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Cheng Huan is a missionary whose goal is to bring the teachings of peace by Buddha to the civilized Anglo-Saxons. Upon landing in England, he is quickly disillusioned by the intolerance and apathy of the country. He becomes a storekeeper of a small shop. Out his window, he sees the young Lucy Burrows. She is regularly beaten by her prizefighter father, underfed and wears ragged clothes. Even in this deplorable condition, Cheng can see that she is a priceless beauty and he falls in love with her from afar. On the day that she passes out in front of his store, he takes her in and cares for her. With nothing but love in his heart, he dresses her in silks and provides food for her. Still weak, she stays in his shop that night and all that Cheng does is watch over her. The peace and happiness that he sees last only until Battling Burrows finds out that his daughter is with a foreigner. Written by
Tony Fontana <email@example.com>
The film's premiere engagement included a live prologue featuring a dance routine performed by actress Carol Dempster. During Dempster's dance the stage was illuminated by blue and gold footlights. Later, during the screening of the film, a stagehand accidentally switched on those footlights and the movie screen tinted the film in an unusual way. D.W. Griffith, standing in the rear of the auditorium, was so surprised and delighted at the blue and gold-tinted effect that he ordered all copies of the film to be tinted in those colors during certain key sequences. See more »
The intertitles state, "The Buddha says, 'What thou dost not want others to do thee, do thou not to others.'" It was actually not the Buddha but Confucius' teaching. See more »
Above all, Battling hates those not born in the same great country as himself.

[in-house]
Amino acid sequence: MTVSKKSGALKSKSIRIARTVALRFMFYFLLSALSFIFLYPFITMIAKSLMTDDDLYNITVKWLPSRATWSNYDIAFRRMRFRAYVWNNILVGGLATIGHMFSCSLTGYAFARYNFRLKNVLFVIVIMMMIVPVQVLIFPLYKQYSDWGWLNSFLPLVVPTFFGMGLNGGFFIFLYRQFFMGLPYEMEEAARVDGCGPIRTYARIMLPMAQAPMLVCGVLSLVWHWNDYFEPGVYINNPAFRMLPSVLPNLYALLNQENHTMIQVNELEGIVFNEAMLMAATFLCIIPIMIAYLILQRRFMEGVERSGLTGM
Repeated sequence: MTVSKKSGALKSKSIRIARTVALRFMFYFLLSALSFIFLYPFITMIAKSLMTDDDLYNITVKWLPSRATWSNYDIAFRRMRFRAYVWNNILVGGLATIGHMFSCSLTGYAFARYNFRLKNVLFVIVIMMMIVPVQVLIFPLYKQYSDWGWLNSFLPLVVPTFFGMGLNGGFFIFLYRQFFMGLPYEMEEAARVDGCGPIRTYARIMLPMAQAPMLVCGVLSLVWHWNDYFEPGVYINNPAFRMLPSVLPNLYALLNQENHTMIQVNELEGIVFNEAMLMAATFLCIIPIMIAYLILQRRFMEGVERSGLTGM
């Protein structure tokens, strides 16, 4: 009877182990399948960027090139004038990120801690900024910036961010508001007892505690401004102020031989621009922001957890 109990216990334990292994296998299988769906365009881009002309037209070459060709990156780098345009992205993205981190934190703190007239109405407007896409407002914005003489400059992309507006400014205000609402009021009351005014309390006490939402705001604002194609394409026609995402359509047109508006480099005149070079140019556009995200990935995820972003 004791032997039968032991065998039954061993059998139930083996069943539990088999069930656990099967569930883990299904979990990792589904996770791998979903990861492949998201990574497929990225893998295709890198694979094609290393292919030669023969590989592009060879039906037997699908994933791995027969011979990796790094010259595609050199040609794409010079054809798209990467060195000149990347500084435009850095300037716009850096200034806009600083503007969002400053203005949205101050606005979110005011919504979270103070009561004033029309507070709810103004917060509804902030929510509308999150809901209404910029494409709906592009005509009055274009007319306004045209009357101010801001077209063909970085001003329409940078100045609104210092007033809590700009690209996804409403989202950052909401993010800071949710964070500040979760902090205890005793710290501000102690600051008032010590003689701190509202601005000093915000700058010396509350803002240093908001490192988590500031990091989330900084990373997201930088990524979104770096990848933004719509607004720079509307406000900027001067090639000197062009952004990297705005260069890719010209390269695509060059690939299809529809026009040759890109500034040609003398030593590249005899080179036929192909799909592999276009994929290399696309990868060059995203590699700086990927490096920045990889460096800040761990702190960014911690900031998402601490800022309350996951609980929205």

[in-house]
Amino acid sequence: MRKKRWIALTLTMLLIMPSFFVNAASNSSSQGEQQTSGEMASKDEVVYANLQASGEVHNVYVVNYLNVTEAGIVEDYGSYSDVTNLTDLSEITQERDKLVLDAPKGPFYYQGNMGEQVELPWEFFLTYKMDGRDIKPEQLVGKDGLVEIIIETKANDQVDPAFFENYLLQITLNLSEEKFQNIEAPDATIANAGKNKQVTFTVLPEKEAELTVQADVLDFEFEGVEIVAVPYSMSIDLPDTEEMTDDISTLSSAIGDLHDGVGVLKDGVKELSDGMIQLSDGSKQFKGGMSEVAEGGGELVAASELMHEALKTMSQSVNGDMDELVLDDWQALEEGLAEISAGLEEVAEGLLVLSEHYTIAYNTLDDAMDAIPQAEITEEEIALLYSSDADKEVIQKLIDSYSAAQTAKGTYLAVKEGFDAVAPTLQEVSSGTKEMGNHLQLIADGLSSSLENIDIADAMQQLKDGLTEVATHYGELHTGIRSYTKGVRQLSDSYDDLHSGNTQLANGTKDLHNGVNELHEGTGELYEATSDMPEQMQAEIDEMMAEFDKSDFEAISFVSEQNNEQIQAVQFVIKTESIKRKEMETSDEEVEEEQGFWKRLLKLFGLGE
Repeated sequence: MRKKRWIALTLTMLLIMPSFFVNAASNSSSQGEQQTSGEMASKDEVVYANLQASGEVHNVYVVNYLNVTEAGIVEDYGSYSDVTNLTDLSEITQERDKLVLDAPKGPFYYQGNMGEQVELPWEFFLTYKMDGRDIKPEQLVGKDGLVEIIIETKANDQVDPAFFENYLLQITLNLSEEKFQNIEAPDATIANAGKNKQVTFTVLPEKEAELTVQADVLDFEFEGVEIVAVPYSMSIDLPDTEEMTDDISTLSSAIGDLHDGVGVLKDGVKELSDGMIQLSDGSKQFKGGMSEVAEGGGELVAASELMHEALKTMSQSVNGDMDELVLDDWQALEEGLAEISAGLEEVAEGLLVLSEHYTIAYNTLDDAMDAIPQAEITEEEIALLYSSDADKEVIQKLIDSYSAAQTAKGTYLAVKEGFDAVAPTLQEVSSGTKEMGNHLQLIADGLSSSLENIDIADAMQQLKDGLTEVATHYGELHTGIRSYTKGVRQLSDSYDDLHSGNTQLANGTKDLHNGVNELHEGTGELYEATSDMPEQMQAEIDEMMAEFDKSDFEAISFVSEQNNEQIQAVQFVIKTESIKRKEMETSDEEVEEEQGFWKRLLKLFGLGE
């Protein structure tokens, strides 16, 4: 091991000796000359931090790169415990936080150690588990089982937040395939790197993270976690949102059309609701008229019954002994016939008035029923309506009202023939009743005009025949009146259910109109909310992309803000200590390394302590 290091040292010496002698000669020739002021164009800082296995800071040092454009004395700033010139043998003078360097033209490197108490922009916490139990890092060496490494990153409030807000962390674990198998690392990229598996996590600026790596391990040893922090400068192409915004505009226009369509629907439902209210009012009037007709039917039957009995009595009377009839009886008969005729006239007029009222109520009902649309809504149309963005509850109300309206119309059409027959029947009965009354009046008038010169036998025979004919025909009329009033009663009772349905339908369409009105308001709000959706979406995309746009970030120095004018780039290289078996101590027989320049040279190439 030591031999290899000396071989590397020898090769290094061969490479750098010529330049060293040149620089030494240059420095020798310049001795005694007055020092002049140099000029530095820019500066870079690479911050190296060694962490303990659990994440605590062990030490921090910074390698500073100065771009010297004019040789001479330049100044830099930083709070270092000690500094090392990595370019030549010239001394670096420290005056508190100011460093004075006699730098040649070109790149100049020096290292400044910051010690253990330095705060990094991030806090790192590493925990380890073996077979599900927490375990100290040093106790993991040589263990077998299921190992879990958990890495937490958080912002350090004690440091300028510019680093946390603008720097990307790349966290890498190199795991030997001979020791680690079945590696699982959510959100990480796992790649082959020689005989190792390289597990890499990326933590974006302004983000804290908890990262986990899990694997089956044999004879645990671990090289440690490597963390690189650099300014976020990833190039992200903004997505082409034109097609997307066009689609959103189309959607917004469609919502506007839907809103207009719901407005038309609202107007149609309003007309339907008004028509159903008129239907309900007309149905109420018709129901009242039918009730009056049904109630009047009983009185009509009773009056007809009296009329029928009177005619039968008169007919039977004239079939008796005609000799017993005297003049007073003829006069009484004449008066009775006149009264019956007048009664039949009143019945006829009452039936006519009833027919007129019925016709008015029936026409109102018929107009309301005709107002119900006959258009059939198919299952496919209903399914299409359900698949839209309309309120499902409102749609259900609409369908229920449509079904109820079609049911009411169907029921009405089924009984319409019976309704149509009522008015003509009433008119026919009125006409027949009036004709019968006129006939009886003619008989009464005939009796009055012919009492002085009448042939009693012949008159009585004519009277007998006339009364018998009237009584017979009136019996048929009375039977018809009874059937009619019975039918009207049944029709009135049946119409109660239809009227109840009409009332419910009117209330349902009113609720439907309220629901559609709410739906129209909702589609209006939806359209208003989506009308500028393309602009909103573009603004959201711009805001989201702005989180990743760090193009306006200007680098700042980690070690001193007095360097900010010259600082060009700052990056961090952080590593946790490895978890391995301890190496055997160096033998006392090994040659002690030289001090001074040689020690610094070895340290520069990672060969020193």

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It is rather interesting to compare the silent D.W. Griffith BROKEN BLOSSOMS with its inspiration: the 1916 Thomas Burke short story The Chink And The Child, published in Limehouse Nights (Grant Richards Limited, London). Griffith has deliberately left out, added and changed parts of the story in his film. When Burke's collection of Limehouse stories was published it was feared that the book would be barred by the censor. Recently books by Vere Stacpoole (The Blue Lagoon) and D.H. Lawrence (The Rainbow) has been suppressed, as 'frankness in fiction was frowned upon...' (John Gawsworth - Foreword to: The Best Stories of Thomas Burke, Phoenix House, London, 1950). There were enough worrying themes in the story: its sadism, the utterly impossible interracial love affair and the girl's youth. In Burke's story Lucy is found in an opium joint, where a prostitute has taken her to make a profit out of the virgin. Cheng rescues the 'alabaster Cockney child' - she is only twelve - to bring her '...love and death.' Burke's poetic prose is not always graphic: «He took her hand and kissed it; repeated the kiss upon her cheek and lip and little bosom, twining his fingers in her hair. Docilely, and echoing the smile of his lemon lips in a way that thrilled him almost to laughter, she returned his kisses impetuously, gladly. ... And she was his; her sweet self and her prattle, and her birdlike ways were all his own. Oh, beautifully they loved. ...» Nevertheless elsewhere Burke clarifies the nature of their relation as « It may be that he forgot that he was in London and not in Tuan-tsen. It may be that he did not care. Of that nothing can be told. All that is known is that his love was a pure and holy thing.» Griffith's additions vary from Lucy's artificial smile to Cheng's religious mission. The Christian missionary is also Griffith's invention. He has a dig at Western Christian morality sending missionaries around the world while there's still enough to be done in Battling Burrows's own home town. Near the end Cheng kills Battling Burrows with a handgun as in any American western. In Burke's London Limehouse nights a snake deals with Battling Burrows. Was such a venomous revenge not personal enough to Griffith's American taste?
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